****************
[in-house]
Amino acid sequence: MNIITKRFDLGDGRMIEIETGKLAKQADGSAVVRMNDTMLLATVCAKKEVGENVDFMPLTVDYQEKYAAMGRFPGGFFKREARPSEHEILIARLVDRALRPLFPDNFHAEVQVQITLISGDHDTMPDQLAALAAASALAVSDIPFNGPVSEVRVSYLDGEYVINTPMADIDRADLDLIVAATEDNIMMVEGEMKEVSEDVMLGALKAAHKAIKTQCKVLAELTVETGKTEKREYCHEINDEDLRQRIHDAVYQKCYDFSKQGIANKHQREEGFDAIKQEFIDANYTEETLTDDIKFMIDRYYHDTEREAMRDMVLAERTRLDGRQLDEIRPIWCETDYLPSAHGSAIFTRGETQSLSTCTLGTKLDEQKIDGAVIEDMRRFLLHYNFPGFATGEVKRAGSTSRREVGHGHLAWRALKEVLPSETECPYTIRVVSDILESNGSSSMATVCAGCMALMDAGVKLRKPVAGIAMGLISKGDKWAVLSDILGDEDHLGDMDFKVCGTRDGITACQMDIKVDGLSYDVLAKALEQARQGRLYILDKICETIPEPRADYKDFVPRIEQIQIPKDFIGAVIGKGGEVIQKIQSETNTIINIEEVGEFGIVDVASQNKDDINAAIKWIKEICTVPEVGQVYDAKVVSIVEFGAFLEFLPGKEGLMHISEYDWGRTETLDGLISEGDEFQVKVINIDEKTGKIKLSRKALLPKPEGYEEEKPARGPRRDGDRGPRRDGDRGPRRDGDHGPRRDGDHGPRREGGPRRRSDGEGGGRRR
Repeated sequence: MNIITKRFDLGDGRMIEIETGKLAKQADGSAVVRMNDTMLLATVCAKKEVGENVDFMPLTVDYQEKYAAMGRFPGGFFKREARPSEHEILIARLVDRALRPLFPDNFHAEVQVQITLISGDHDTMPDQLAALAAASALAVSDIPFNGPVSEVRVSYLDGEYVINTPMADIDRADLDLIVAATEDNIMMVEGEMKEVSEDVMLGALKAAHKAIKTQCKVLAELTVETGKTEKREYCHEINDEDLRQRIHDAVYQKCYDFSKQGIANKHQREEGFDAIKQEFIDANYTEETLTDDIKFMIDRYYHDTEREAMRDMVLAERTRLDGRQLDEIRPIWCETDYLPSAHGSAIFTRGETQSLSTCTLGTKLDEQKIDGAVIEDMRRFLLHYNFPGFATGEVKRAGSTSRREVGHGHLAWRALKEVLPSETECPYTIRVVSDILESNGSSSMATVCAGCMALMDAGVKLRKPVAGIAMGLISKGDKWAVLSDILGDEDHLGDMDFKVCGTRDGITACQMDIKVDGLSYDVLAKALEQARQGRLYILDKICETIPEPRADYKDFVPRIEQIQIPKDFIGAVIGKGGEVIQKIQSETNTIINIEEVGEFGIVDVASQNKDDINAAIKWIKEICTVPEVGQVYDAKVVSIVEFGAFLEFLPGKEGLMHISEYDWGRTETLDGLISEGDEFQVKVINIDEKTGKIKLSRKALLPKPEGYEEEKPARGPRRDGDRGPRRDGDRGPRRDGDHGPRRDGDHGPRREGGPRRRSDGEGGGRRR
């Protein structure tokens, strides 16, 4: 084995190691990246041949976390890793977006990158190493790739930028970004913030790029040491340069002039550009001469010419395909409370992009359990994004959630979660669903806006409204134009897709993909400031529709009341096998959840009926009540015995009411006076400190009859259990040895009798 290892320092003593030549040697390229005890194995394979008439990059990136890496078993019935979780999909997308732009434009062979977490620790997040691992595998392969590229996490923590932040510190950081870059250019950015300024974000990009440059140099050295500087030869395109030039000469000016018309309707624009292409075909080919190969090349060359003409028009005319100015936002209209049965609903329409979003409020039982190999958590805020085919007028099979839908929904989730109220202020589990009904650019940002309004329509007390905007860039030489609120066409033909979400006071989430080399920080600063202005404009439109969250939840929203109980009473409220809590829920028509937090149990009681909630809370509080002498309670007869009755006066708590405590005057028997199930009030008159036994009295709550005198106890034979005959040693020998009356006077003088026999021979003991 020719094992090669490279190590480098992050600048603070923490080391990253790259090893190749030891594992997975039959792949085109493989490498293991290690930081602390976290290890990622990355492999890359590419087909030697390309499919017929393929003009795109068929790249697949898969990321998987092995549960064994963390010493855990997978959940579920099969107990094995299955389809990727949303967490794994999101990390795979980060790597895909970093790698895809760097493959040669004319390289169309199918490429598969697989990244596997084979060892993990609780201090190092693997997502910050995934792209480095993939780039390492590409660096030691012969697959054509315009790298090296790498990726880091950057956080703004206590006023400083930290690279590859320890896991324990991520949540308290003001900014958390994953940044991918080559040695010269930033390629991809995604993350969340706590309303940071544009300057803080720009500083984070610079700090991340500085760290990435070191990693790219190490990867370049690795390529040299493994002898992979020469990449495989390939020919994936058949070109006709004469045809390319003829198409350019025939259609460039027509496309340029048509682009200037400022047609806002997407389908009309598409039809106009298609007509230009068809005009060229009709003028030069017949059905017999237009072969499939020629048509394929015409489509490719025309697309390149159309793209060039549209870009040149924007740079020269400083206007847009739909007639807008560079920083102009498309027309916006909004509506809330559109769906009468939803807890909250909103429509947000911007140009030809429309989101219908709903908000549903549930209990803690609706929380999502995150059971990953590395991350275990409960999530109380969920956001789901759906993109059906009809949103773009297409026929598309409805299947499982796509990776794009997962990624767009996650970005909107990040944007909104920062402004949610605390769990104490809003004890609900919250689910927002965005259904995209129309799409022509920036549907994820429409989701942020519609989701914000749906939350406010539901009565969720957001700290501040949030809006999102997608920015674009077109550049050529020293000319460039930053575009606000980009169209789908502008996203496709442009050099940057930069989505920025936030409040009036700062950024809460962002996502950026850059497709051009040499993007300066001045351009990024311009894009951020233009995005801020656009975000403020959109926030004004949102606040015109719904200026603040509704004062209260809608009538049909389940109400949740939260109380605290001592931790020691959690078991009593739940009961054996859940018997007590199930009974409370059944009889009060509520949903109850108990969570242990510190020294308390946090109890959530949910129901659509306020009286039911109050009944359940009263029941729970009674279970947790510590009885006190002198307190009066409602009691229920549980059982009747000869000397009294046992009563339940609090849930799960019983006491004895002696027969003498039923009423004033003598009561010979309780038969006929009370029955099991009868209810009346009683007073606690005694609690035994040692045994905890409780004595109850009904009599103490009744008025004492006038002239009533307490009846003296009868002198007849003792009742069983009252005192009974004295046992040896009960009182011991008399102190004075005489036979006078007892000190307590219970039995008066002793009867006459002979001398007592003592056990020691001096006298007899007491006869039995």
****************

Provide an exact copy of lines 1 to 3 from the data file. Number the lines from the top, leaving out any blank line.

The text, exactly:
[in-house]
Amino acid sequence: MNIITKRFDLGDGRMIEIETGKLAKQADGSAVVRMNDTMLLATVCAKKEVGENVDFMPLTVDYQEKYAAMGRFPGGFFKREARPSEHEILIARLVDRALRPLFPDNFHAEVQVQITLISGDHDTMPDQLAALAAASALAVSDIPFNGPVSEVRVSYLDGEYVINTPMADIDRADLDLIVAATEDNIMMVEGEMKEVSEDVMLGALKAAHKAIKTQCKVLAELTVETGKTEKREYCHEINDEDLRQRIHDAVYQKCYDFSKQGIANKHQREEGFDAIKQEFIDANYTEETLTDDIKFMIDRYYHDTEREAMRDMVLAERTRLDGRQLDEIRPIWCETDYLPSAHGSAIFTRGETQSLSTCTLGTKLDEQKIDGAVIEDMRRFLLHYNFPGFATGEVKRAGSTSRREVGHGHLAWRALKEVLPSETECPYTIRVVSDILESNGSSSMATVCAGCMALMDAGVKLRKPVAGIAMGLISKGDKWAVLSDILGDEDHLGDMDFKVCGTRDGITACQMDIKVDGLSYDVLAKALEQARQGRLYILDKICETIPEPRADYKDFVPRIEQIQIPKDFIGAVIGKGGEVIQKIQSETNTIINIEEVGEFGIVDVASQNKDDINAAIKWIKEICTVPEVGQVYDAKVVSIVEFGAFLEFLPGKEGLMHISEYDWGRTETLDGLISEGDEFQVKVINIDEKTGKIKLSRKALLPKPEGYEEEKPARGPRRDGDRGPRRDGDRGPRRDGDHGPRRDGDHGPRREGGPRRRSDGEGGGRRR
Repeated sequence: MNIITKRFDLGDGRMIEIETGKLAKQADGSAVVRMNDTMLLATVCAKKEVGENVDFMPLTVDYQEKYAAMGRFPGGFFKREARPSEHEILIARLVDRALRPLFPDNFHAEVQVQITLISGDHDTMPDQLAALAAASALAVSDIPFNGPVSEVRVSYLDGEYVINTPMADIDRADLDLIVAATEDNIMMVEGEMKEVSEDVMLGALKAAHKAIKTQCKVLAELTVETGKTEKREYCHEINDEDLRQRIHDAVYQKCYDFSKQGIANKHQREEGFDAIKQEFIDANYTEETLTDDIKFMIDRYYHDTEREAMRDMVLAERTRLDGRQLDEIRPIWCETDYLPSAHGSAIFTRGETQSLSTCTLGTKLDEQKIDGAVIEDMRRFLLHYNFPGFATGEVKRAGSTSRREVGHGHLAWRALKEVLPSETECPYTIRVVSDILESNGSSSMATVCAGCMALMDAGVKLRKPVAGIAMGLISKGDKWAVLSDILGDEDHLGDMDFKVCGTRDGITACQMDIKVDGLSYDVLAKALEQARQGRLYILDKICETIPEPRADYKDFVPRIEQIQIPKDFIGAVIGKGGEVIQKIQSETNTIINIEEVGEFGIVDVASQNKDDINAAIKWIKEICTVPEVGQVYDAKVVSIVEFGAFLEFLPGKEGLMHISEYDWGRTETLDGLISEGDEFQVKVINIDEKTGKIKLSRKALLPKPEGYEEEKPARGPRRDGDRGPRRDGDRGPRRDGDHGPRRDGDHGPRREGGPRRRSDGEGGGRRR